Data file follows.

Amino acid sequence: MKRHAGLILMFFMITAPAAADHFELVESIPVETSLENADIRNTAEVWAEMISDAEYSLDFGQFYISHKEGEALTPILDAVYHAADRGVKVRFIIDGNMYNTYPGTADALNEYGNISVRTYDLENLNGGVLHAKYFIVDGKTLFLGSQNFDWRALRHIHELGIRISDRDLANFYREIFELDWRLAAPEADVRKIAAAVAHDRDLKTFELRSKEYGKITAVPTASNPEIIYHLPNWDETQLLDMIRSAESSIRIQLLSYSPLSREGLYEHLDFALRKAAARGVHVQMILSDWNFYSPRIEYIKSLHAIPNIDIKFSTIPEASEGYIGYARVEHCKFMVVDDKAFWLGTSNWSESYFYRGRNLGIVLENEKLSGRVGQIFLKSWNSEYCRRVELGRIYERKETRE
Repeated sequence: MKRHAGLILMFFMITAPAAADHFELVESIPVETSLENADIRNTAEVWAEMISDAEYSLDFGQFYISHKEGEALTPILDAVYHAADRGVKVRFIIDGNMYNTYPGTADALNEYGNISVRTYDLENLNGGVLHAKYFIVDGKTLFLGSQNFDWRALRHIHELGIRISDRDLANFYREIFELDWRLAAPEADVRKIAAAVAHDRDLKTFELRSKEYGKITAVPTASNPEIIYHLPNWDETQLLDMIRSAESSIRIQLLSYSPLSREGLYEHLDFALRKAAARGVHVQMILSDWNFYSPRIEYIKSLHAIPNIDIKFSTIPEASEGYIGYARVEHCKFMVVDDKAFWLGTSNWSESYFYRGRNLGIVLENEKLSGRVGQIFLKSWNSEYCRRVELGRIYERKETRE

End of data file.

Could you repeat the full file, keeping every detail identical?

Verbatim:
Amino acid sequence: MKRHAGLILMFFMITAPAAADHFELVESIPVETSLENADIRNTAEVWAEMISDAEYSLDFGQFYISHKEGEALTPILDAVYHAADRGVKVRFIIDGNMYNTYPGTADALNEYGNISVRTYDLENLNGGVLHAKYFIVDGKTLFLGSQNFDWRALRHIHELGIRISDRDLANFYREIFELDWRLAAPEADVRKIAAAVAHDRDLKTFELRSKEYGKITAVPTASNPEIIYHLPNWDETQLLDMIRSAESSIRIQLLSYSPLSREGLYEHLDFALRKAAARGVHVQMILSDWNFYSPRIEYIKSLHAIPNIDIKFSTIPEASEGYIGYARVEHCKFMVVDDKAFWLGTSNWSESYFYRGRNLGIVLENEKLSGRVGQIFLKSWNSEYCRRVELGRIYERKETRE
Repeated sequence: MKRHAGLILMFFMITAPAAADHFELVESIPVETSLENADIRNTAEVWAEMISDAEYSLDFGQFYISHKEGEALTPILDAVYHAADRGVKVRFIIDGNMYNTYPGTADALNEYGNISVRTYDLENLNGGVLHAKYFIVDGKTLFLGSQNFDWRALRHIHELGIRISDRDLANFYREIFELDWRLAAPEADVRKIAAAVAHDRDLKTFELRSKEYGKITAVPTASNPEIIYHLPNWDETQLLDMIRSAESSIRIQLLSYSPLSREGLYEHLDFALRKAAARGVHVQMILSDWNFYSPRIEYIKSLHAIPNIDIKFSTIPEASEGYIGYARVEHCKFMVVDDKAFWLGTSNWSESYFYRGRNLGIVLENEKLSGRVGQIFLKSWNSEYCRRVELGRIYERKETRE